massively downsized the planet’s workforce, hopeful
that nature will find a way to take up the slack.

©Nick Barth 2018

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Visiting Ancestors – John Hurley

Rusty gate resists but then creaks open
Its peaceful here ,no traffic den
I’m puzzled by the tall stone walls
Surely, no one will break in

Angel wings spread across the skyline
Saviours outstretched hands,with rusty nails
Guard the masses, all here are equal
Whether from manor house or jails

My old neighbours,are all around me
Awaiting for the judgement day
Their times on earth all clearly printed
In my head, they never went away

Why do some have larger headstones?
While others lay neath a simple cross
Is it a show of their importance?
Or to denote a bigger loss?

Time now,to visit my ancestors
They are near the gate , close to the wall
All their lives they were time conscious
They are now convenient for Gabrials call

There is lichen growth,their names have faded
Wood pigeons coo,as sadness grips
My eyes sting,the tears flow freely
Turning to salt on my trembling lips

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Rabbit – Peter Francis

My mother would skin a rabbit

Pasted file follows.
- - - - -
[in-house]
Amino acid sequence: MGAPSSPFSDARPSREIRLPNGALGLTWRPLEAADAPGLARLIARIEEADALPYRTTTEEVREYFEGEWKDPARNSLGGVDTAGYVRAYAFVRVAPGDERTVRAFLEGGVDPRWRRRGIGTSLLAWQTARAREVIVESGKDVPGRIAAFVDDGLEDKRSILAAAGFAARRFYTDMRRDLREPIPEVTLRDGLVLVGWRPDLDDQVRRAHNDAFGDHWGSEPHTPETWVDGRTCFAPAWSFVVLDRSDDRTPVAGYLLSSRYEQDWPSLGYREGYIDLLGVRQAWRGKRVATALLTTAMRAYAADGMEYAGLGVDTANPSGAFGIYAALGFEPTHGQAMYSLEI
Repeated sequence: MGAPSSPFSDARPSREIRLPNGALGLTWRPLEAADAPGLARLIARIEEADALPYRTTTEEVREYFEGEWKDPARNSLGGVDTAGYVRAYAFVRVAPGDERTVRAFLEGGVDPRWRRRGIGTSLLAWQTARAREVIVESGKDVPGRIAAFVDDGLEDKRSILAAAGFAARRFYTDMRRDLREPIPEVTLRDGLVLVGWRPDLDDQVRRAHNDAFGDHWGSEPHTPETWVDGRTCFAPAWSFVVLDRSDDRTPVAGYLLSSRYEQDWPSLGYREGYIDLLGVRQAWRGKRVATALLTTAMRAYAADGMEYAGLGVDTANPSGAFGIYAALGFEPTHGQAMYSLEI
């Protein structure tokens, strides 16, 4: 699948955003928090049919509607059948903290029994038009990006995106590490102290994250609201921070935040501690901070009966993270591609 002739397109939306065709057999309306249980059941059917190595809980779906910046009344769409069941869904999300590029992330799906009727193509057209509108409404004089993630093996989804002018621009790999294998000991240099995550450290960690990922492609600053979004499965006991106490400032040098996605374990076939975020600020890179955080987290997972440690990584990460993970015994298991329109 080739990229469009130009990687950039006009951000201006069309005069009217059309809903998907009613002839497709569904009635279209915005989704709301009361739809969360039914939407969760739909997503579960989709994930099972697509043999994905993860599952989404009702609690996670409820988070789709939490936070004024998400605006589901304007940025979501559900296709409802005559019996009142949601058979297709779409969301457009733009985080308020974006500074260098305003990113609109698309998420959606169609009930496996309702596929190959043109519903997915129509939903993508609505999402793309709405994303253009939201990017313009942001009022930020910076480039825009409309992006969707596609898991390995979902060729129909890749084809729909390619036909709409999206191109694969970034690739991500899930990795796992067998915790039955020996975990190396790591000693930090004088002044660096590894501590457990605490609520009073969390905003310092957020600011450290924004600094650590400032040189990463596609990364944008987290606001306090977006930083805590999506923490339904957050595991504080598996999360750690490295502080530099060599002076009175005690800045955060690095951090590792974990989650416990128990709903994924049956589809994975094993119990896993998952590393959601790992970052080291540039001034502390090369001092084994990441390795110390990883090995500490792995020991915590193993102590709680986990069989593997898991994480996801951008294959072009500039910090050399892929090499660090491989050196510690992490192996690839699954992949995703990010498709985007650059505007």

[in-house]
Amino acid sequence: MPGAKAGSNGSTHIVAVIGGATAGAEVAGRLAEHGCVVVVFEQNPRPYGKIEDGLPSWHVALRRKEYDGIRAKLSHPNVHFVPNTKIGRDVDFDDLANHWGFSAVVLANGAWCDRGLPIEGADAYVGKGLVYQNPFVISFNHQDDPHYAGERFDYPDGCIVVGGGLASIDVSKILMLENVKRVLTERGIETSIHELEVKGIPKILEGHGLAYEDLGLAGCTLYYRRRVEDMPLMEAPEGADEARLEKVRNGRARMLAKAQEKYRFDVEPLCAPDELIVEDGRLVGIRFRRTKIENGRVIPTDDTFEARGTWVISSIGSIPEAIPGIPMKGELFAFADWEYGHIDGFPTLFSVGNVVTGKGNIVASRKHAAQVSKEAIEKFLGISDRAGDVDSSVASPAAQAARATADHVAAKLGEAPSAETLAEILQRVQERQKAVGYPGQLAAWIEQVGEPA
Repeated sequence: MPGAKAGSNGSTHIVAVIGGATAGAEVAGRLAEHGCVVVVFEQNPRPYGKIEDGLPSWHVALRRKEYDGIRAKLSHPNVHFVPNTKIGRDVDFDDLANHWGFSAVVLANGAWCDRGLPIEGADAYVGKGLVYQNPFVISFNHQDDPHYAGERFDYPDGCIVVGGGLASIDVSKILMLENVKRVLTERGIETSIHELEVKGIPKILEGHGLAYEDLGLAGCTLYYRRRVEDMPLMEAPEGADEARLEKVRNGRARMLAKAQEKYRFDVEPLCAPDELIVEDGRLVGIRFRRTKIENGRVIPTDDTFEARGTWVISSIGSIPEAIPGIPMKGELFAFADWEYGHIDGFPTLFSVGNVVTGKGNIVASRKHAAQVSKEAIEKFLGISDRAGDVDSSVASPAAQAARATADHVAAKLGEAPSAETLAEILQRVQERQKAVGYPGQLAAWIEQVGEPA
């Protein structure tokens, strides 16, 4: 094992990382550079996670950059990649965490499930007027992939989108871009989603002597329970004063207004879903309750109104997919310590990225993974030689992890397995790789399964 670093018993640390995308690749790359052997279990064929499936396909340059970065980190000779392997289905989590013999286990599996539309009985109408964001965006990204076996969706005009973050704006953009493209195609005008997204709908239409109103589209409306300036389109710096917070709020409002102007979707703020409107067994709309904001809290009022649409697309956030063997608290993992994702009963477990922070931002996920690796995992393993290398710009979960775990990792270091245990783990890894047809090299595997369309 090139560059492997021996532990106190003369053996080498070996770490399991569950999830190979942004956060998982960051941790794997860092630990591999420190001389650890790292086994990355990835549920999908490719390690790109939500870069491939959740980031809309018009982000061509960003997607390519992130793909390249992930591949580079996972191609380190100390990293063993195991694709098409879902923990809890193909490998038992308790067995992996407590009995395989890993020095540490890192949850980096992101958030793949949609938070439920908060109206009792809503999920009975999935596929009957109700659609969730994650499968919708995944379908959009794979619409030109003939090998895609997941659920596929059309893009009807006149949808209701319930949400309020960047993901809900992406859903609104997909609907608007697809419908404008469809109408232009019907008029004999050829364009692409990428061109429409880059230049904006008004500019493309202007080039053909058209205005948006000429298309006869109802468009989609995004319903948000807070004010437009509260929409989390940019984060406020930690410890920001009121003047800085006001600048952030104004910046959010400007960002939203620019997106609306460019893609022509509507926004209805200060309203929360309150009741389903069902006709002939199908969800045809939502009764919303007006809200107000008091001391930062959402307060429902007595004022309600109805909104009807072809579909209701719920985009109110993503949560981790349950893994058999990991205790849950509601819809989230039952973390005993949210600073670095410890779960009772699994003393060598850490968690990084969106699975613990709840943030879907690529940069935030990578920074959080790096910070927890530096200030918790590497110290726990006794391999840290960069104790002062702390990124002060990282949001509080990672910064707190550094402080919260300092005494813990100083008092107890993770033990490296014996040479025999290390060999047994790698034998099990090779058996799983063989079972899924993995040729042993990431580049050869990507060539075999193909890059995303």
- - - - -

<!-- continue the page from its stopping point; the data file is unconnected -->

But gut them she would not.
(That fell to our lodger, Ken
Who later hanged himself from a tree).
The country women brought them in
Laying them out on the market trestle
Like bodies dragged from rubble,
Unidentified
Brown eyes  still open.

A slit in the fur opened them up  for inspection.

My mother would look for signs of shot,
Black pellets spotting the flesh not good
She wanted her meat snared or ferretted

In Fishy Lowe’s they hung from hooks
small buckets attached to their heads
alongside hares – too upper class for us.

Or skinned they lay on the marble slab
Headless  like Saturn’s children
But they made good stews and cheap
That saw us through the dark days.

After chitterlings, tripe, brawn. faggots, pig’s trotters,
rabbits were luxury.

Finding the heart was prize.
Like finding sixpence in the Christmas pudding
You’d chase it floating on the gravy
through a wrecked cathedral arch of ribs.

But rabbits do not have wishbones.
And as for feet
They were dismembered.

 

 

 

 

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Defenceless – Michael Harris

It served for a time
but not any more –
it thwarts me now.

It muddled thought
but not any more –
I see clearly now.

It dampened emotion
but not any more –
I feel my feelings.

It dulled sensation
but not any more –
I’ve come to my senses.

It doubted intuition
but not any more –
I trust my gut now.

It offered protection
but not any more –
it endangers me now.

It served for a time
but not any more –
life serves me now.

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Sheltered – Pat Francis

‘You won’t want to go to the funeral’
my mother told me, and turned away.
I spent the day with neighbours.

I didn’t see the black cars come,
my pink-loving mother in black silk,
straight-backed, silent. I didn’t see

his comrades from two wars,
straight-backed, black-banded,
form a shocked guard of honour.

I went back to school, carrying
a black ball of grief I had not
been shown how to handle.